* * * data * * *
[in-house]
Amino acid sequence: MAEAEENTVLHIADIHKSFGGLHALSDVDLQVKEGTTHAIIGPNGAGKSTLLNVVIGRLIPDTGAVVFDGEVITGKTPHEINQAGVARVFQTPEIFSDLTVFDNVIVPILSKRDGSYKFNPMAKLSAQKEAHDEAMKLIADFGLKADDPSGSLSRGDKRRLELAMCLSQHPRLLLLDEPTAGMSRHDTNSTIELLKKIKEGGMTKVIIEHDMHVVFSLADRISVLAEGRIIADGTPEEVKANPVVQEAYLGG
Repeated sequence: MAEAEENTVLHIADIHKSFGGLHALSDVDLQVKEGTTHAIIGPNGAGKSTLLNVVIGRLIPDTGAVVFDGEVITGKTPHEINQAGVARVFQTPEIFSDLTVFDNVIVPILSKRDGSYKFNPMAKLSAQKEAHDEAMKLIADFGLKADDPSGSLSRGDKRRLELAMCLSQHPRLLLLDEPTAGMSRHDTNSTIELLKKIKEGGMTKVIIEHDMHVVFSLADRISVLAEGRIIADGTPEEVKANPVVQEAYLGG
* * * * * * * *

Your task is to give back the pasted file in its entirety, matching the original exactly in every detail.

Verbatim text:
[in-house]
Amino acid sequence: MAEAEENTVLHIADIHKSFGGLHALSDVDLQVKEGTTHAIIGPNGAGKSTLLNVVIGRLIPDTGAVVFDGEVITGKTPHEINQAGVARVFQTPEIFSDLTVFDNVIVPILSKRDGSYKFNPMAKLSAQKEAHDEAMKLIADFGLKADDPSGSLSRGDKRRLELAMCLSQHPRLLLLDEPTAGMSRHDTNSTIELLKKIKEGGMTKVIIEHDMHVVFSLADRISVLAEGRIIADGTPEEVKANPVVQEAYLGG
Repeated sequence: MAEAEENTVLHIADIHKSFGGLHALSDVDLQVKEGTTHAIIGPNGAGKSTLLNVVIGRLIPDTGAVVFDGEVITGKTPHEINQAGVARVFQTPEIFSDLTVFDNVIVPILSKRDGSYKFNPMAKLSAQKEAHDEAMKLIADFGLKADDPSGSLSRGDKRRLELAMCLSQHPRLLLLDEPTAGMSRHDTNSTIELLKKIKEGGMTKVIIEHDMHVVFSLADRISVLAEGRIIADGTPEEVKANPVVQEAYLGG